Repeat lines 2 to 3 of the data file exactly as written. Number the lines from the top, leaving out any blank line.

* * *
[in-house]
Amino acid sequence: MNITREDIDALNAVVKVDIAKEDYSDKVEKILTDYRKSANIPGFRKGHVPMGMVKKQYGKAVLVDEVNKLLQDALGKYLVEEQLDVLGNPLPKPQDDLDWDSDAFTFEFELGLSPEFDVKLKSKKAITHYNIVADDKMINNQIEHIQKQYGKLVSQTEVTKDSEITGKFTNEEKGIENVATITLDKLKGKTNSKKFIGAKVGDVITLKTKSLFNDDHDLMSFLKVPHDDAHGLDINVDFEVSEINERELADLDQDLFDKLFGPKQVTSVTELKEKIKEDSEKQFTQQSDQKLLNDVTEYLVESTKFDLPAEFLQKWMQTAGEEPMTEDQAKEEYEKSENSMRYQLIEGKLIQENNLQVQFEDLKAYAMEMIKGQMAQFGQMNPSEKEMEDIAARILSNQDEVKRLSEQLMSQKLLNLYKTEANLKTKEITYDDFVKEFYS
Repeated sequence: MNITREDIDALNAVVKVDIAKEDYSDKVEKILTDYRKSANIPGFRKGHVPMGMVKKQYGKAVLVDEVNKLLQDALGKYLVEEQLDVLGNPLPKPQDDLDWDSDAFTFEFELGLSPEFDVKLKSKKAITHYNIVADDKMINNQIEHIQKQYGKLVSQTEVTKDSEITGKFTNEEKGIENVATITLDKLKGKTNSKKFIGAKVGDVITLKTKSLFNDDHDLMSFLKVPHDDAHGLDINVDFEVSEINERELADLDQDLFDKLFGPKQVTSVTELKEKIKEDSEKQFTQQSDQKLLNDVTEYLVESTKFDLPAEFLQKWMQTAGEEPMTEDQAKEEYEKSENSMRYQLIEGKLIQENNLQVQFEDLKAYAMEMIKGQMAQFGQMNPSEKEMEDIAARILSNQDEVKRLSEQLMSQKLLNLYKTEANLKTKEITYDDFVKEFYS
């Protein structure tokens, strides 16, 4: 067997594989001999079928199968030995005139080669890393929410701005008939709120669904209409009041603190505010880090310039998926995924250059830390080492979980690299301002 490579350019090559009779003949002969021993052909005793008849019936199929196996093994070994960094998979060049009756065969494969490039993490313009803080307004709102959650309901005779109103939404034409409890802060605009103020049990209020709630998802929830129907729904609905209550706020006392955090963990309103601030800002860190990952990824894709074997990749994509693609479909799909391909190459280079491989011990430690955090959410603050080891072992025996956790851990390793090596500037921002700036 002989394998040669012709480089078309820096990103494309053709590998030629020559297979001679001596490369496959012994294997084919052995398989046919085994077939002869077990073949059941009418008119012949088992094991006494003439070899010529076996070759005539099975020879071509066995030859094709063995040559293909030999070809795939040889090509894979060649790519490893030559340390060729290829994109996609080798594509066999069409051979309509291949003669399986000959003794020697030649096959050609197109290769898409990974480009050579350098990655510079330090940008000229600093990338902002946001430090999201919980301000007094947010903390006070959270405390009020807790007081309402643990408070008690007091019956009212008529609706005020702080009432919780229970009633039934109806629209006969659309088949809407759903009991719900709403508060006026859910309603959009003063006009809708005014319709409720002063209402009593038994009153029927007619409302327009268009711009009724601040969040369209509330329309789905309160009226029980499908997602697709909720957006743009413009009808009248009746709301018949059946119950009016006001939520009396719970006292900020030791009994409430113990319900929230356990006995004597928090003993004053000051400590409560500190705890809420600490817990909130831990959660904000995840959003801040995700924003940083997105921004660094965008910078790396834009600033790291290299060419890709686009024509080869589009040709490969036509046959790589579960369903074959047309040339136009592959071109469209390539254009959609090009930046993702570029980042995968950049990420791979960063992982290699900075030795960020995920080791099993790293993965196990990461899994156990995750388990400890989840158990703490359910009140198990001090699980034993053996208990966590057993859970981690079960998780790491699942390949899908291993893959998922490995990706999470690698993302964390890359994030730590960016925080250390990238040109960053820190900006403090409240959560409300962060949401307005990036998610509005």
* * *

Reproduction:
Amino acid sequence: MNITREDIDALNAVVKVDIAKEDYSDKVEKILTDYRKSANIPGFRKGHVPMGMVKKQYGKAVLVDEVNKLLQDALGKYLVEEQLDVLGNPLPKPQDDLDWDSDAFTFEFELGLSPEFDVKLKSKKAITHYNIVADDKMINNQIEHIQKQYGKLVSQTEVTKDSEITGKFTNEEKGIENVATITLDKLKGKTNSKKFIGAKVGDVITLKTKSLFNDDHDLMSFLKVPHDDAHGLDINVDFEVSEINERELADLDQDLFDKLFGPKQVTSVTELKEKIKEDSEKQFTQQSDQKLLNDVTEYLVESTKFDLPAEFLQKWMQTAGEEPMTEDQAKEEYEKSENSMRYQLIEGKLIQENNLQVQFEDLKAYAMEMIKGQMAQFGQMNPSEKEMEDIAARILSNQDEVKRLSEQLMSQKLLNLYKTEANLKTKEITYDDFVKEFYS
Repeated sequence: MNITREDIDALNAVVKVDIAKEDYSDKVEKILTDYRKSANIPGFRKGHVPMGMVKKQYGKAVLVDEVNKLLQDALGKYLVEEQLDVLGNPLPKPQDDLDWDSDAFTFEFELGLSPEFDVKLKSKKAITHYNIVADDKMINNQIEHIQKQYGKLVSQTEVTKDSEITGKFTNEEKGIENVATITLDKLKGKTNSKKFIGAKVGDVITLKTKSLFNDDHDLMSFLKVPHDDAHGLDINVDFEVSEINERELADLDQDLFDKLFGPKQVTSVTELKEKIKEDSEKQFTQQSDQKLLNDVTEYLVESTKFDLPAEFLQKWMQTAGEEPMTEDQAKEEYEKSENSMRYQLIEGKLIQENNLQVQFEDLKAYAMEMIKGQMAQFGQMNPSEKEMEDIAARILSNQDEVKRLSEQLMSQKLLNLYKTEANLKTKEITYDDFVKEFYS